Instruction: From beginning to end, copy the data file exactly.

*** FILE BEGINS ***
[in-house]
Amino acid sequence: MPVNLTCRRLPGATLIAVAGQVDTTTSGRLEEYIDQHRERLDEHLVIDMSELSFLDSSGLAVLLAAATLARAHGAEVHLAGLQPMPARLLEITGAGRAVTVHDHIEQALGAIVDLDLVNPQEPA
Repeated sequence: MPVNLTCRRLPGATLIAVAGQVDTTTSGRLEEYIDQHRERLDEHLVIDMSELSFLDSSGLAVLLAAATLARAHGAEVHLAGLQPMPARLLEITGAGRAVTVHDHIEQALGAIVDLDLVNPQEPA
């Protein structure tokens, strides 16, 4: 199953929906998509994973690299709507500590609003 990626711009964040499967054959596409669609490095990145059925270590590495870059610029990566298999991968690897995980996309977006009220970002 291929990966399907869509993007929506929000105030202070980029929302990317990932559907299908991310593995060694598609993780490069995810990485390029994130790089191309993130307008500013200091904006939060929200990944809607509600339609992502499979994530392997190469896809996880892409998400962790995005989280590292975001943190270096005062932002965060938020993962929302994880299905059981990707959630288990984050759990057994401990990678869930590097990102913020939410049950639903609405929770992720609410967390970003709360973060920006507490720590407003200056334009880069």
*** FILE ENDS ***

[in-house]
Amino acid sequence: MPVNLTCRRLPGATLIAVAGQVDTTTSGRLEEYIDQHRERLDEHLVIDMSELSFLDSSGLAVLLAAATLARAHGAEVHLAGLQPMPARLLEITGAGRAVTVHDHIEQALGAIVDLDLVNPQEPA
Repeated sequence: MPVNLTCRRLPGATLIAVAGQVDTTTSGRLEEYIDQHRERLDEHLVIDMSELSFLDSSGLAVLLAAATLARAHGAEVHLAGLQPMPARLLEITGAGRAVTVHDHIEQALGAIVDLDLVNPQEPA
């Protein structure tokens, strides 16, 4: 199953929906998509994973690299709507500590609003 990626711009964040499967054959596409669609490095990145059925270590590495870059610029990566298999991968690897995980996309977006009220970002 291929990966399907869509993007929506929000105030202070980029929302990317990932559907299908991310593995060694598609993780490069995810990485390029994130790089191309993130307008500013200091904006939060929200990944809607509600339609992502499979994530392997190469896809996880892409998400962790995005989280590292975001943190270096005062932002965060938020993962929302994880299905059981990707959630288990984050759990057994401990990678869930590097990102913020939410049950639903609405929770992720609410967390970003709360973060920006507490720590407003200056334009880069």